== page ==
Computers in analysis & design.
In a special issue devoted to heat transfer, two mechanical engineering professors discussed the state of computer simulation and the contributions it was making to understanding phenomena and optimizing design.
Although economics has been the primary driving force stimulating increased reliance on computer predictions, other advantages of the computational approach are important. Once a computer algorithm has been developed, a computational study can be performed with remarkable speed. A designer can study the implications of hundreds of different configurations in less than a day and choose the optimum design. The corresponding experimental investigation is likely to take a very long time.
A computer solution of a problem gives detailed and complete information. It can provide the values of all the relevant variables Isuch as velocity, pressure, temperature, concentration, turbulence intensity) throughout the domain of interest. Unlike the simulation in an experiment, there are few inaccessible locations in a computation, and there is no counterpart to the flow disturbance caused by the probes.
Severe operating conditions generally present no special difficulties for a computer simulation. Realistic conditions of temperature and pressure, for example, can be easily simulated. This is a very important advantage because it is not always possible to simulate true operating conditions for many applications of current interest in existing test facilities. For example, it is difficult to simulate atmospheric reentry conditions or the severe operating conditions found in some turbomachines in existing facilities. This suggests that the computational method has the potential of providing information not available by other means.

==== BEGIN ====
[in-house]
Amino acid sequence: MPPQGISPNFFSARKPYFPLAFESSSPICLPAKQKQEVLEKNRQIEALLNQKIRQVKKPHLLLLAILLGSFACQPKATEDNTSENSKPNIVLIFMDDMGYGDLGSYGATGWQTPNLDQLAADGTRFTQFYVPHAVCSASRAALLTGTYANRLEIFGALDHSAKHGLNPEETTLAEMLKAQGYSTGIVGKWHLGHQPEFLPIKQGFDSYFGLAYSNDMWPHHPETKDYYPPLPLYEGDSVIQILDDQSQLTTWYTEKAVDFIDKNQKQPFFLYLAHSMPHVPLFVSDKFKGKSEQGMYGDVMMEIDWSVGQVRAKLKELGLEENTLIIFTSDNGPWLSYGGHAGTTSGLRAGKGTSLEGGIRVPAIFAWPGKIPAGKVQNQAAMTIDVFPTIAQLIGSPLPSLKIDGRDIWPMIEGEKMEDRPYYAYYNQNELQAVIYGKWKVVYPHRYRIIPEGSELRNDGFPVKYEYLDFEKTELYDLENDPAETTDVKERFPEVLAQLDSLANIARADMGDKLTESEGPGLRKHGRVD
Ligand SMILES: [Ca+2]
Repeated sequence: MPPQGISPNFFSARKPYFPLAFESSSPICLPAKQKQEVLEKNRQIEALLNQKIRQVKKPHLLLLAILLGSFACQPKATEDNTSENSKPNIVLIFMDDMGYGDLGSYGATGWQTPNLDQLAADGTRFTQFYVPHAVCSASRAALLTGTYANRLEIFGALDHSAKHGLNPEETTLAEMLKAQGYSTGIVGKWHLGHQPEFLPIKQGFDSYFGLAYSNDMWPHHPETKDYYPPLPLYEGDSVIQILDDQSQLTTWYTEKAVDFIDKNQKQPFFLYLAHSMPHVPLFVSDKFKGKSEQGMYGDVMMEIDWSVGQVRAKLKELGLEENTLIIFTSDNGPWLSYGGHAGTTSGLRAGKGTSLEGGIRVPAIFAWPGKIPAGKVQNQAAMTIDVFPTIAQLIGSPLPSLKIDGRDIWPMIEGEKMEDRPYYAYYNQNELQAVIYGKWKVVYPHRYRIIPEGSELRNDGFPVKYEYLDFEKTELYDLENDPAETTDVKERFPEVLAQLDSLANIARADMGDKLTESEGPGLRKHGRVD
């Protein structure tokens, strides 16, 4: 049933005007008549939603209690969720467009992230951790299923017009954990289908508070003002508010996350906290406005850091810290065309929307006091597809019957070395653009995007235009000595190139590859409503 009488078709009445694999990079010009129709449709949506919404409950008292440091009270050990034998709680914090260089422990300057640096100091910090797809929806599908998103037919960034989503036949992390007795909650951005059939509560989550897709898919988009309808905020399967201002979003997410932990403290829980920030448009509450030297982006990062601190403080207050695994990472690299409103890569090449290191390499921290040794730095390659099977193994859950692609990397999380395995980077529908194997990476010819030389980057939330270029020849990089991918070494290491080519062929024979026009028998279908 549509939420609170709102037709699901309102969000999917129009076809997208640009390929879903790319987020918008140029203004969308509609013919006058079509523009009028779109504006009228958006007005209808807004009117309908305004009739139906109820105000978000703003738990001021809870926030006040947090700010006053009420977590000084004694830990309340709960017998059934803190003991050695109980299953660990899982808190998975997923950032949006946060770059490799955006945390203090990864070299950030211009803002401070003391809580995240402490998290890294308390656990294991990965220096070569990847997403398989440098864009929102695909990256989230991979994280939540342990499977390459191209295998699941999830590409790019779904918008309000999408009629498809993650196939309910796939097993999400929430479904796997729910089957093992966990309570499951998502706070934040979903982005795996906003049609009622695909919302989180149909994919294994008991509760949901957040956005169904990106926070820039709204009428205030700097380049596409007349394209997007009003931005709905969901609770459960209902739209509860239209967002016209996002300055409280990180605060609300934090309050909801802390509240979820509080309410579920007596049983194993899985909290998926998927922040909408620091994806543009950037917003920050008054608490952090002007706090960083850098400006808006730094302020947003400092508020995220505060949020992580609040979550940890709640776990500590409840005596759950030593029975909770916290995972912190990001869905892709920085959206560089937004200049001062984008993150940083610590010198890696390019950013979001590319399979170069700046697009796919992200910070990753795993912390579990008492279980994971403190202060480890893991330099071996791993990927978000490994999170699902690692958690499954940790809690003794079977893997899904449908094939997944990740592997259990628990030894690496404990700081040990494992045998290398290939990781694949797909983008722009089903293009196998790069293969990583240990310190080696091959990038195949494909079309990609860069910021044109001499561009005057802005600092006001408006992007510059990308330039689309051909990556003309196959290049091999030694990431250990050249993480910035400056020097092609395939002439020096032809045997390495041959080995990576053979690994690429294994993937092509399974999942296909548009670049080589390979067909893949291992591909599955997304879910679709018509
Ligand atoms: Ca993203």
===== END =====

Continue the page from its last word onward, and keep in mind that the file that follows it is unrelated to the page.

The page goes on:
To be sure, computational methods also have limitations; among these are computer storage and speed. Other limitations arise due to our inability to understand and mathematically model certain complex phenomena. None of these limitations are insurmountable in principle, and the significant progress made in recent years in computational techniques and mathematical models shows reason for considerable optimism about the role of the computational approach in the future.
BY RICHARD M. FLETCHER OF IOWA STATE UNIVERSITY, CHAIRMAN OF THE ASME COMMITTEE K-12 OF THE HEAT TRANSFER DIVISION, AND SUHAS V. PATANKAR OF THE UNIVERSITY OF MINNESOTA
Thirty years ago, computer simulation was already a force in the study of heat-transfer phenomena and had begun to shed light into areas that were difficult to probe experimentally. This month's Vault selection is taken from the June 1983 issue.
A few months after Richard Pletcher and Suhas Patankar's article appeared in Mechanical Engineering, the computer world saw a watershed event: the virus got its name. In November 1983, Fred Cohen, a grad student at University of Southern California, gave a demonstration during a computer security seminar at Lehigh University. He introduced his virus and took control of five computers, each in less than 30 minutes. The name "virus," he wrote in 1984, wasn't his idea, but was the inspiration of Leonard Adleman of USC.
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|Title Annotation:||TECH BUZZ // VAULT: JUNE 1983|
|Author:||Fletcher, Richard M.; Patankar, Suhas V.|
|Date:||Jun 1, 2013|
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